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Integrating Citrix AppFlow Data with DCRUM.


I'm curious if anyone has experience with pushing Citrix AppFlow data to DCRUM. It appears to map directly to Cisco Netflow protocols with are supported to AMD Netflow collector.

From the Citrix docs:

The Citrix® NetScaler® appliance is a central point of control for all application traffic in the data center. It collects flow and user-session level information valuable for application performance monitoring, analytics, and business intelligence applications. AppFlow transmits this information by using the Internet Protocol Flow Information eXport (IPFIX) format, which is an IETF standard defined in RFC 5101. IPFIX (the standardized version of Cisco's NetFlow) is widely used to monitor network flow information. AppFlow defines new Information Elements to represent application-level information.

Using UDP as the transport protocol, AppFlow transmits the collected data, called flow records, to one or more IPv4 collectors. The collectors aggregate the flow records and generate real-time or historical reports.

AppFlow provides visibility at the transaction level for HTTP, SSL, TCP, and SSL_TCP flows. You can sample and filter the flow types that you want to monitor. AppFlow use actions and policies to send records for a selected flow to specific set of collectors. An AppFlow action specifies which set of collectors will receive the AppFlow records. Policies, which are based on advanced expressions can be configured to select flows for which flow records will be sent to the collectors specified by the associated AppFlow action.

I'd like to know how this data could best be utilized. It seems that there is application logic and possible timing details contained in these records, are these details complimentary and useful to augment RUM data in any way, or possibly even better in the case where no data feed is possible to AMD for whatever reason (unsupported ciphers, excess duplicate packets, etc)? Can AMD use the application data, or is Netflow data to AMD only applicable in the context of network devices?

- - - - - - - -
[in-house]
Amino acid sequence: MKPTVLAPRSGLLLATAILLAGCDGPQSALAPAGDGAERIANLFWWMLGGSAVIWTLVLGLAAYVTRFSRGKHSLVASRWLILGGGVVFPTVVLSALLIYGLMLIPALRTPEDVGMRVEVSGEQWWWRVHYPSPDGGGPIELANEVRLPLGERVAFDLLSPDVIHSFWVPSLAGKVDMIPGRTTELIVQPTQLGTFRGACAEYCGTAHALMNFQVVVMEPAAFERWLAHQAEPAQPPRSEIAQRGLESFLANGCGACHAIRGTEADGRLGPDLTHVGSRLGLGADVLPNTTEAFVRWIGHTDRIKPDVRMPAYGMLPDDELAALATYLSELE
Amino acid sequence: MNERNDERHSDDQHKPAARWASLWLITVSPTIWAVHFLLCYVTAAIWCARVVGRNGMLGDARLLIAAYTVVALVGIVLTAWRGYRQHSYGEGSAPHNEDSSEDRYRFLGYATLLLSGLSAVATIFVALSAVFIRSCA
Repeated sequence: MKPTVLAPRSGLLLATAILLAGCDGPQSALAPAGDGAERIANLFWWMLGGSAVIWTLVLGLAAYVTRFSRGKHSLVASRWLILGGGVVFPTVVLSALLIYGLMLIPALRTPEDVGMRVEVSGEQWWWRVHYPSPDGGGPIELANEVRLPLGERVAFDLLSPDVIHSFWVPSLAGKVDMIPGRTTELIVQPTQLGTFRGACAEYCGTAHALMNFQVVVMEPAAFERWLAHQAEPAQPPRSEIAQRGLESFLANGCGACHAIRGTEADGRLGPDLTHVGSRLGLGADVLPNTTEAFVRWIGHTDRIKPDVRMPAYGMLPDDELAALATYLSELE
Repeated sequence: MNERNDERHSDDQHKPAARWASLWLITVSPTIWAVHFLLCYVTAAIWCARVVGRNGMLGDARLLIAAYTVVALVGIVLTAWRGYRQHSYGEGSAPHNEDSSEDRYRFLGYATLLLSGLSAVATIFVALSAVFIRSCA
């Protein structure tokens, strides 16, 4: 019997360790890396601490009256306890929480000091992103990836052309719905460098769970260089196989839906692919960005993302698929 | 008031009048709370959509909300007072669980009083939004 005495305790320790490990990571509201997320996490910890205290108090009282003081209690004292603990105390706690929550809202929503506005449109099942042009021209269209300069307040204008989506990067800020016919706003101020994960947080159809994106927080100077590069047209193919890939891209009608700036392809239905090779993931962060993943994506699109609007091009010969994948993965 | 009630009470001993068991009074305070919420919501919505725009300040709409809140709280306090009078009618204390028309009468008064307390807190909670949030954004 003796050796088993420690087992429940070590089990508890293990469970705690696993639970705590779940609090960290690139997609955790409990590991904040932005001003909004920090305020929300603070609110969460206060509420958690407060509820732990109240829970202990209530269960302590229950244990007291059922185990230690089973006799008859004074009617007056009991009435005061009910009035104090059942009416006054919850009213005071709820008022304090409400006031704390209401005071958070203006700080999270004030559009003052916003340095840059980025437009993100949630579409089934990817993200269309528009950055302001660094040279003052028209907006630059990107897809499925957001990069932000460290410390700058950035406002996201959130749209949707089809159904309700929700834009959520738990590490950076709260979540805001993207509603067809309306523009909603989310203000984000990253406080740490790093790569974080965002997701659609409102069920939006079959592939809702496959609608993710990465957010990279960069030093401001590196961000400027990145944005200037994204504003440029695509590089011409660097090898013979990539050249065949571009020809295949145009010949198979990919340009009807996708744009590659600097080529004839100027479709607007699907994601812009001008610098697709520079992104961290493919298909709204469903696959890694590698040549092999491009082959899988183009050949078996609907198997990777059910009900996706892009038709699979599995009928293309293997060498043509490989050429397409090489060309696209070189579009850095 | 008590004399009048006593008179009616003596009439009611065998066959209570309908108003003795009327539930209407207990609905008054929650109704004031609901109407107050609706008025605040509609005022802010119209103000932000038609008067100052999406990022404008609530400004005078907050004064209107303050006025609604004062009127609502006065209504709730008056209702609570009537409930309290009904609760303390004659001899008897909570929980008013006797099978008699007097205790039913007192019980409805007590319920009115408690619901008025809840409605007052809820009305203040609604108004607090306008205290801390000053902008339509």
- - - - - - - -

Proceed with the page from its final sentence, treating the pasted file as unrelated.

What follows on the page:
Augmenting Citrix data with AppFlow records is one specific use case, but there are much larger considerations. Our organization (and countless others in heavily regulated industries) are being pushed for rapid adoption and full deployment of EC ciphers which render all SSL communications packet contents invisible to AMD. The ability to mine the entire AppFlow record set as a data source/AMD replacement could help keep DCRUM a relevant APM player in this space. Other solutions may be in the works as well, but this is definitely a change that is poised to dramatically change the value statement of DCRUM at our shop in the coming months.


EC and DH and all the other non support ciphers all pose the same problem (and it's not new if anyone ever thought so). The question you ALWAYS should ask is - "How will you be able to see what traffic is in your network. How will you be able to backtrack problems and breaches. Explain to me how this will support the need for traceability"

Also bring the same questions up with the IT Security people. Ask them if they ever had a breach and what they did then. If someone hacks a server or a database, I guarentee that they will also erase logs and records of their breach, leaving you to look at the network - where you now would be blind if you go all in with DH&EC.

Most sensible IT Sec people will understand that obscuring (encrypting) to the max is not the best solution and are open to discussion for other approaches.

That said, many times I've seen customers using several layers of encryption on a single transaction which from a performance perspective is less wise as it increases the processing overhead and reduces the room for payload (Ooh - why do I transmit packets in the first place, wasn't it so that I can use all the fancy encryption?) and complicates management of the infrastructure.

Sensible encryption is to encrypt (using whatever technique you want) when data leaves your Control zone, such as DC, LAN/WAN or simply a building.